By Emily Fehrman
Social Media Editor
As most people are aware, the beginning of anything is always hard.
The start of diets, workout routines, but maybe the hardest thing to start back up again? The spring semester of college.
Amanda Smith, a Hutchinson Community College psychology instructor, and Keely Schmidt, a Hutchinson freshman, have come to the conclusion that the start of the spring semester pretty much is difficult for everyone involved.
There are many things that contribute to why the last semester of the school year is so hard for some. A factor is the seasonal depression that starts to set it after all the holiday celebrations are over, maybe on top of the already prominent depression and anxiety some may have.
“I think it’s hard because of seasonal depression, and it’s also hard to leave family and friends after getting used to seeing them every day for weeks,” Schmidt said.
Another factor is how close the school year is to being over, and the excitement that being so close to summer or graduating may hold. Schmidt also said that students often start counting the days until the end of the semester because of how excited for summer they may be. Which, in return, often makes the days and weeks seem as if they are slower than usual. All of this almost makes it easier for students to skip class or any labs they don’t want to actually go to.
“The urge to skip is way higher for me, and I assume others, because the motivation of the new school year ended around finals time last semester, if I’m being honest.” Schmidt said.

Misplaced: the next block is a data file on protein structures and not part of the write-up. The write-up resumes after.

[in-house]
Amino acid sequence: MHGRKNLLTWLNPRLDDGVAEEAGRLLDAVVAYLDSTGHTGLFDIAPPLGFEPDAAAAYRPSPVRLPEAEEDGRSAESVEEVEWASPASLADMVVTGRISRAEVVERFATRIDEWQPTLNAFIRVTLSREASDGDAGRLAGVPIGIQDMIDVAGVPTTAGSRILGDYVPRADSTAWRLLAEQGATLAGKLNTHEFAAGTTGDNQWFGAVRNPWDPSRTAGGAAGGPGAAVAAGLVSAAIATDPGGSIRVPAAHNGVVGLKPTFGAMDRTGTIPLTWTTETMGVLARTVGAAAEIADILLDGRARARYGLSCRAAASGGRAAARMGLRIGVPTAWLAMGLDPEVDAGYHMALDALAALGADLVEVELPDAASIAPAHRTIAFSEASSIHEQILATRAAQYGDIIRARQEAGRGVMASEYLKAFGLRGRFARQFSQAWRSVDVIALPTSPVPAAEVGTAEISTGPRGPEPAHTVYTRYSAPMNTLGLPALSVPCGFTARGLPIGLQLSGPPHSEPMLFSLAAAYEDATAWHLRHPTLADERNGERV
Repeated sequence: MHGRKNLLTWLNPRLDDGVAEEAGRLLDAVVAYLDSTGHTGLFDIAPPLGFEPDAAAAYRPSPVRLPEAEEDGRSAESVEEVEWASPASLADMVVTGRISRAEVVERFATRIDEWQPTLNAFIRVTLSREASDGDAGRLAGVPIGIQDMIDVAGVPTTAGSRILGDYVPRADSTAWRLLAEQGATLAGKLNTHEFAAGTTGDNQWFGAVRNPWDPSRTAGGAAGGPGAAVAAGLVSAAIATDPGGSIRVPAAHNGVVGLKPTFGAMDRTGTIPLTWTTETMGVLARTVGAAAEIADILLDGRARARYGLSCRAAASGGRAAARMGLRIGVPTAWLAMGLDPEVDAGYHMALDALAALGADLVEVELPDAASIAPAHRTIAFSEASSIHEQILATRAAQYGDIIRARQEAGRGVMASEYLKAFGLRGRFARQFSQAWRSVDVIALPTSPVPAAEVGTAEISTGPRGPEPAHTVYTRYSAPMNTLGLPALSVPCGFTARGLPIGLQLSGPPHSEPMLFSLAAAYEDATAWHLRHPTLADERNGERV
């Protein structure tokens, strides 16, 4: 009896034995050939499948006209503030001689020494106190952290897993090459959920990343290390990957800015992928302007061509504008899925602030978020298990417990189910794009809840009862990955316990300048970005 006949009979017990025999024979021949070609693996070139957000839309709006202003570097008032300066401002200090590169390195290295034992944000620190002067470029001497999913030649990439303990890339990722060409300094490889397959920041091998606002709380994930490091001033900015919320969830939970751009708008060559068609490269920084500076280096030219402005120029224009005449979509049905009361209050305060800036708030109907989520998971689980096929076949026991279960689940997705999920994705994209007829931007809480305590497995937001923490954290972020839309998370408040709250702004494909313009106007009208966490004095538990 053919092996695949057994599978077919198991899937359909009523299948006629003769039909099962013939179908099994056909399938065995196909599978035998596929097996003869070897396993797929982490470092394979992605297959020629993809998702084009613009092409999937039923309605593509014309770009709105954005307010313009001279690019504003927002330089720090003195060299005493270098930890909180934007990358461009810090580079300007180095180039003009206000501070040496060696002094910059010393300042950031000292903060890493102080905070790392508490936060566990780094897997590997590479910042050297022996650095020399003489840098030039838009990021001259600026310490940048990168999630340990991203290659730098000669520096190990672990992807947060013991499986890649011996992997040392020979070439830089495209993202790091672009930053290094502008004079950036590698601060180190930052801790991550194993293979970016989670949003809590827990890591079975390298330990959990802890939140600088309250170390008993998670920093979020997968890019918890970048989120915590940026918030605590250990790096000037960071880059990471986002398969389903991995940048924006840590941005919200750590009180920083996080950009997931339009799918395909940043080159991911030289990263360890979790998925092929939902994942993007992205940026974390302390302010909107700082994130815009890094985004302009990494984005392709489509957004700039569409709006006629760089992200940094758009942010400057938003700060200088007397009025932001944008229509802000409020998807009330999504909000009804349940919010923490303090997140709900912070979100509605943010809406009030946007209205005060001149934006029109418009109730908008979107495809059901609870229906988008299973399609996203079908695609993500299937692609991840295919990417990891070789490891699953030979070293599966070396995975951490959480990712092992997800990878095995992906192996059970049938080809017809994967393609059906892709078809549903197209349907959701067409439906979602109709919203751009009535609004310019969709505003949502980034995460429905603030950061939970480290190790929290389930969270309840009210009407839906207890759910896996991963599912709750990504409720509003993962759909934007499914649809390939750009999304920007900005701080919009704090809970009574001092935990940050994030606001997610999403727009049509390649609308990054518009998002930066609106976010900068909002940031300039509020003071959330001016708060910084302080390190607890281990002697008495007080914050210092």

Statistically, people tend to seek more mental health services over the course of the semester. And not just for depression, but also for anxiety. The second semester is usually when students might thinkg they’re going to “buckle down”. But often buckling down just puts an even bigger strain on their mental health.
For both instructor and student, the first two to three weeks are a bit awkward, simply because they don’t know one another yet. For instructors, they’re just trying to learn everyone’s names, while also getting a feel for the class, what pace everyone learns at, expectations students may have. They also balance schedules for work, family, multiple courses, and on top of that actually getting to know other students.
“As an instructor, I don’t think we are usually down about it,” Smith said. “The break is nice, but most of us are ready to get back because we love what we do. The classroom is our ‘happy place, for many of us. But it is tough to get a feel for dynamics – how do students interact with one another – and what resonates with students – what are their interests, do they like working in groups or alone, are they visual learners? – from the start. It takes time to get in the groove.”
If you or anyone you know is struggling or you think might need it, there are therapists on staff at HutchCC specifically for times like these. All you need to do is go to the Student Success Center, located in Parker Student Union,and ask see a professional counselor schedule a time. They are there for providing a confidential and empathetic environment. Personal counseling services are designed to assist students with emotional and behavioral problems.
Typical counseling needs among most college students include stress and anxiety, alcohol and drug abuse, loneliness, eating and sleeping disorders, and relationship problems.
As much as everyone doesn’t like getting back into the groove it’s necessary but that doesn’t mean you have to do it alone.